... because it was easily the best route to get rid of Tim Tebow?

Talent Evaluation is Different in the NFL and NBA

The sudden emergence of Jeremy Lin has led people to wonder about talent evaluation in the NBA. Two recent examples -- from Stephen Dubner in this forum and from Jonah Lehrer at Wired Science -- both take similar approaches.  Both begin with the story of Lin, and then pivot to a discussion of the National Football League.  In essence, each writer argues that talent evaluation in basketball and football is similar.  

In my next two posts, I wish to address why I think talent evaluation in the NBA and the NFL is quite different.

Football Freakonomics: What Can Linsanity Teach Us About the Upcoming NFL Draft?

In his first six NBA starts, Jeremy Lin averaged 24.3 points and 9.5 assists while leading the Knicks to six straight wins.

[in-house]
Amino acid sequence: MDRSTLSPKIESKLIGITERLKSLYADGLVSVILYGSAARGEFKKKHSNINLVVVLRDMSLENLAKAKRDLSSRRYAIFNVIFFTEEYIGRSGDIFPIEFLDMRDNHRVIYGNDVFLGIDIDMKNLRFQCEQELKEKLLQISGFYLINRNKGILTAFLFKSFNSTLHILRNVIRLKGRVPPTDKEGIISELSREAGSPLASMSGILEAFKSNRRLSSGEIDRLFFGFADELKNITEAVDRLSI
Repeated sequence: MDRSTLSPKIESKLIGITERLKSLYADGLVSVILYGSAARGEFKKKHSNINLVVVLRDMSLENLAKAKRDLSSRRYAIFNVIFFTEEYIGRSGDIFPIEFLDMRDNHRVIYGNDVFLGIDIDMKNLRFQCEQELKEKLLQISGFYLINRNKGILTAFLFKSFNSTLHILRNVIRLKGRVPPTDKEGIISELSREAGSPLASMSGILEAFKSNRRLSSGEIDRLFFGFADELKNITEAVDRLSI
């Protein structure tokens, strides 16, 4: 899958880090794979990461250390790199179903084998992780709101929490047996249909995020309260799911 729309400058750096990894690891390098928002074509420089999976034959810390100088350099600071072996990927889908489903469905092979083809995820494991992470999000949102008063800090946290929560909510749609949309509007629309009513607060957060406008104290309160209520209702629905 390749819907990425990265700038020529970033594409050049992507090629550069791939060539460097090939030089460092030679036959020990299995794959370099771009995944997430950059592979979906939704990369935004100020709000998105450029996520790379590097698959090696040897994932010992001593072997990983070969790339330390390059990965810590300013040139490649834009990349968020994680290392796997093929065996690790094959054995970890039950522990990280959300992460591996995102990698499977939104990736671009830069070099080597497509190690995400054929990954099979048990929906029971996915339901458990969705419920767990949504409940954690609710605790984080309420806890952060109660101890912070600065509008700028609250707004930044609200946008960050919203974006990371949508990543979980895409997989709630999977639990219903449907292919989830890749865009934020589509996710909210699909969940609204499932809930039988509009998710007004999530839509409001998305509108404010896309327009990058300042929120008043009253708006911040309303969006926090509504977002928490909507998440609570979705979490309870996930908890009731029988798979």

If those numbers were attached to someone like Kobe Bryant or LeBron James, you wouldn’t bat an eye. But until a couple weeks ago, Lin was little more than roster fodder, an undrafted player already cut by two teams and about to be cut by his third. That’s when a desperate coach who had run out of able-bodied point guards threw him into the fire. The rest – for the moment, at least – is history.

Let’s be honest: the reason we’re hearing so much about Lin is because he was overlooked. This might lead you to think he’s a true anomaly, a great game-time athlete who somehow slipped through a pro sports league’s finely-tuned talent-scouting machine. But if you look closely at the NFL, you’ll find Jeremy Lins all over the place.

Football Freakonomics: The First Annual Dough Bowl Awards

Are you the kind of person who loves to hunt for undervalued stocks that are ready to pop? Or maybe you cruise tag sales and flea markets hoping to find an old stamp collection or oil painting that’s worth millions?

If so, you may like our latest Football Freakonomics episode. It’s called “Dough Bowl.” It is our tribute to the NFL’s best bargains, the players who lit it up this year for far fewer dollars than their counterparts. (We had a lot of help on this one, since it isn’t always easy to get good salary and cap-hit data. Big shout-outs to Scott Kacsmar and to founder Michael Ginnitti; also: a big hat tip to the Ravens’ Domonique Foxworth for suggesting the idea.)